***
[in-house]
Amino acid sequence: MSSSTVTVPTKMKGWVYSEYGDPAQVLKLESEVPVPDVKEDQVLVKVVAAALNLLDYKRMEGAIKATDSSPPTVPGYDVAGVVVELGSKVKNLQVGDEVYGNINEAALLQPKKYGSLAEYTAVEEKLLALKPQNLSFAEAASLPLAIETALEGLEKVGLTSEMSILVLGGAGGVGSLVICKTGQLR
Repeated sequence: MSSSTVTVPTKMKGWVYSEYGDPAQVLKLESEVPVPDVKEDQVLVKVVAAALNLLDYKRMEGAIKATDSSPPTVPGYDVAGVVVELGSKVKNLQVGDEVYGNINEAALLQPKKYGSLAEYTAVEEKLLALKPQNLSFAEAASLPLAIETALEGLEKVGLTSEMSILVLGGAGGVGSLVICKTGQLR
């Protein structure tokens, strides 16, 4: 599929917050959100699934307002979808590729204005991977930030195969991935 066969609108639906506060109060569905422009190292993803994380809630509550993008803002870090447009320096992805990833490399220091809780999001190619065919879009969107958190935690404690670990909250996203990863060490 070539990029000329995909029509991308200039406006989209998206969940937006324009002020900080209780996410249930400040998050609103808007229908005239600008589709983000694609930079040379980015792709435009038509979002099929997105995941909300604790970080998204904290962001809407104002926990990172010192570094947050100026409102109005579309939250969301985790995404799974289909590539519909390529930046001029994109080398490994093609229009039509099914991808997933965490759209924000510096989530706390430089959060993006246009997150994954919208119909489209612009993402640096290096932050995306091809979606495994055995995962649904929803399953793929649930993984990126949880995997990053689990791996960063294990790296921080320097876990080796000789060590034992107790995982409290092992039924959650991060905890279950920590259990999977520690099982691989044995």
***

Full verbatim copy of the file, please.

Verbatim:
[in-house]
Amino acid sequence: MSSSTVTVPTKMKGWVYSEYGDPAQVLKLESEVPVPDVKEDQVLVKVVAAALNLLDYKRMEGAIKATDSSPPTVPGYDVAGVVVELGSKVKNLQVGDEVYGNINEAALLQPKKYGSLAEYTAVEEKLLALKPQNLSFAEAASLPLAIETALEGLEKVGLTSEMSILVLGGAGGVGSLVICKTGQLR
Repeated sequence: MSSSTVTVPTKMKGWVYSEYGDPAQVLKLESEVPVPDVKEDQVLVKVVAAALNLLDYKRMEGAIKATDSSPPTVPGYDVAGVVVELGSKVKNLQVGDEVYGNINEAALLQPKKYGSLAEYTAVEEKLLALKPQNLSFAEAASLPLAIETALEGLEKVGLTSEMSILVLGGAGGVGSLVICKTGQLR
């Protein structure tokens, strides 16, 4: 599929917050959100699934307002979808590729204005991977930030195969991935 066969609108639906506060109060569905422009190292993803994380809630509550993008803002870090447009320096992805990833490399220091809780999001190619065919879009969107958190935690404690670990909250996203990863060490 070539990029000329995909029509991308200039406006989209998206969940937006324009002020900080209780996410249930400040998050609103808007229908005239600008589709983000694609930079040379980015792709435009038509979002099929997105995941909300604790970080998204904290962001809407104002926990990172010192570094947050100026409102109005579309939250969301985790995404799974289909590539519909390529930046001029994109080398490994093609229009039509099914991808997933965490759209924000510096989530706390430089959060993006246009997150994954919208119909489209612009993402640096290096932050995306091809979606495994055995995962649904929803399953793929649930993984990126949880995997990053689990791996960063294990790296921080320097876990080796000789060590034992107790995982409290092992039924959650991060905890279950920590259990999977520690099982691989044995």